Reaction to the death of former British PM Margaret Thatcher
Margaret Thatcher's impact on Wales is also still controversial. "It could be argued that Wales' coal industry was already in decline when Thatcher came to power. But for good or ill, she presided over the most dramatic transformation of the Welsh economy since the industrial revolution. Her time in office saw the demise of an industry and, some would say, a way of life," writes Daniel Davies at the BBC.
Thing you may miss today: Thatcher and Reagan disagreed on nuclear weapons. Reagan wanted a nuke-free world, Thatcher very much did not.— Max Fisher (@Max_Fisher) April 8, 2013
Some of the British reactions to the death of former prime minister Margaret Thatcher:
DAVID CAMERON, PRIME MINISTER, CONSERVATIVE LEADER
"Today is a truly sad day for our country. We've lost a great prime minister, a great leader, a great Briton.
"As our first woman prime minister, Margaret Thatcher succeeded against all the odds, and the real thing about Margaret Thatcher is that she didn't just lead our country, she saved our country. And I believe she'll go down as the greatest British peacetime prime minister."
NICK CLEGG, DEPUTY PRIME MINISTER, LIBERAL DEMOCRAT LEADER
"Whatever side of the political debate you stand on, no one can deny that as prime minister she left a unique and lasting imprint on the country she served.
"She may have divided opinion during her time in politics but everyone will be united today in acknowledging the strength of her personality and the radicalism of her politics."
ED MILIBAND, LEADER OF OPPOSITION LABOUR PARTY
"The Labour Party disagreed with much of what she did and she will always remain a controversial figure. But we can disagree and also greatly respect her political achievements and her personal strength.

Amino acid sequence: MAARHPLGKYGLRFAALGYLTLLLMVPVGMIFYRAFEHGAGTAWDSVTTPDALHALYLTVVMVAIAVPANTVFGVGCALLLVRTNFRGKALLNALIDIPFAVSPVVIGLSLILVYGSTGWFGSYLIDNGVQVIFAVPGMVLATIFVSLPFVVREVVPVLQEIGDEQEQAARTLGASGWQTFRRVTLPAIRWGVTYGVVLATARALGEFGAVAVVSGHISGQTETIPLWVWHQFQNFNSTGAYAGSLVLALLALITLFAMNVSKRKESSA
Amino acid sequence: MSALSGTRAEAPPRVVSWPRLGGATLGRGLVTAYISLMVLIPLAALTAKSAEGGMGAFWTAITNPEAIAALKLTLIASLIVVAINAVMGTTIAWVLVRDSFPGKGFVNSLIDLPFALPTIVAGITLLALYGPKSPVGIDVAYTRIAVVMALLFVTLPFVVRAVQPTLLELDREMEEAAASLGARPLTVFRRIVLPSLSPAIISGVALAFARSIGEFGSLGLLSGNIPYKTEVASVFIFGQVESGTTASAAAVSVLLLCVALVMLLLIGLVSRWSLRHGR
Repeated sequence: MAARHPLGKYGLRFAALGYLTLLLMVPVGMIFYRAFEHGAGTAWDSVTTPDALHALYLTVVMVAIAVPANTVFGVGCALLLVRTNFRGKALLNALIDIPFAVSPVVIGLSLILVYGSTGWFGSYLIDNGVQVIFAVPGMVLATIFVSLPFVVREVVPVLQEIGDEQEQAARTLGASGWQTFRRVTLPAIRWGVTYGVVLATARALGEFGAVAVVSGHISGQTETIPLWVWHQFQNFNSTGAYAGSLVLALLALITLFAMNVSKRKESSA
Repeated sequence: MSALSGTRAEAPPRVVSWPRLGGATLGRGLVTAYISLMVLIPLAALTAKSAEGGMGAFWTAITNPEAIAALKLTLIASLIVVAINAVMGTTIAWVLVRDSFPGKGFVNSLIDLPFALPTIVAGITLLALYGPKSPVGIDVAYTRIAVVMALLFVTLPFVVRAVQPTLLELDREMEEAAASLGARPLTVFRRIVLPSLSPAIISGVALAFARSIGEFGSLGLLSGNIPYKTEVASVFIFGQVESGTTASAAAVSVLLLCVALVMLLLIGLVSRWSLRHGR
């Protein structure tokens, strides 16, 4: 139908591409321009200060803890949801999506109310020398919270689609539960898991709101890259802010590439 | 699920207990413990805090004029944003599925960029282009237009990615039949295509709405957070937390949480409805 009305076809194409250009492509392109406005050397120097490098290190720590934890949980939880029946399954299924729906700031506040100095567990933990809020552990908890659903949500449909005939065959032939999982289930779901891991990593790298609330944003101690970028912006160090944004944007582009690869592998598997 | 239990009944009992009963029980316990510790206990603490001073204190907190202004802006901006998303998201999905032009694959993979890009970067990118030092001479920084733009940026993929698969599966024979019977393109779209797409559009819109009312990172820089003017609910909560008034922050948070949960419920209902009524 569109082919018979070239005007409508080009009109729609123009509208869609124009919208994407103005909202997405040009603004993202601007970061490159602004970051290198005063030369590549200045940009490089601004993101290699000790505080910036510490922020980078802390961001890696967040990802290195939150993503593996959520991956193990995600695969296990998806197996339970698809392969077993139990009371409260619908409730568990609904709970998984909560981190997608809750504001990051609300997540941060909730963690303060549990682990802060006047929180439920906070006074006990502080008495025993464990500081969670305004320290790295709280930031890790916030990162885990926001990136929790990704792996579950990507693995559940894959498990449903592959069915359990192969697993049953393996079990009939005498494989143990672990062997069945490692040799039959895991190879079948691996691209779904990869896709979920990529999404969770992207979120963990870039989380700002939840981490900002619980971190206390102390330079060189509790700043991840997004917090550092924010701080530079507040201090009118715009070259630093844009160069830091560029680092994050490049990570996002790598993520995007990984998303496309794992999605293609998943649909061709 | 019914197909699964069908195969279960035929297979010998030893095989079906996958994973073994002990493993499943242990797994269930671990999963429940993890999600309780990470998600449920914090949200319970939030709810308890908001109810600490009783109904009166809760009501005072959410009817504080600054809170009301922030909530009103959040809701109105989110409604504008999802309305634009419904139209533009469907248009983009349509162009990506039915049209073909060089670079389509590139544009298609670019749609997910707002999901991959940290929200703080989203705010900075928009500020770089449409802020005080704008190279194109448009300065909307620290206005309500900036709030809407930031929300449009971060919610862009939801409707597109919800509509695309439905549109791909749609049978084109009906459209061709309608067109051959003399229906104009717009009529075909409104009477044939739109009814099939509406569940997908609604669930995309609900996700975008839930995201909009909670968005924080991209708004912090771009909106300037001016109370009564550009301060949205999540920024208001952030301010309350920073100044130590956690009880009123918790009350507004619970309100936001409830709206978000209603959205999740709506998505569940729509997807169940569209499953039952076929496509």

"She also defined the politics of the 1980s. David Cameron, Nick Clegg and I all grew up in a politics shaped by Lady Thatcher. We took different paths but with her as the crucial figure of that era."
TONY BLAIR, FORMER LABOUR PRIME MINISTER
"Very few leaders get to change not only the political landscape of their country but of the world. Margaret was such a leader.
"Her global impact was vast. And some of the changes she made in Britain were, in certain respects at least, retained by the 1997 Labour Government, and came to be implemented by governments around the world."
JOHN MAJOR, THATCHER'S IMMEDIATE SUCCESSOR AS CONSERVATIVE PRIME MINISTER
"Her reforms of the economy, trades union law, and her recovery of the Falkland Islands elevated her above normal politics, and may not have been achieved under any other leader.
"Her outstanding characteristics will always be remembered by those who worked closely with her: courage and determination in politics, and humanity and generosity of spirit in private."
BORIS JOHNSON, MAYOR OF LONDON, CONSERVATIVE
"Her memory will live long after the world has forgotten the grey suits of today's politics."
WILLIAM HAGUE, FOREIGN SECRETARY, CONSERVATIVE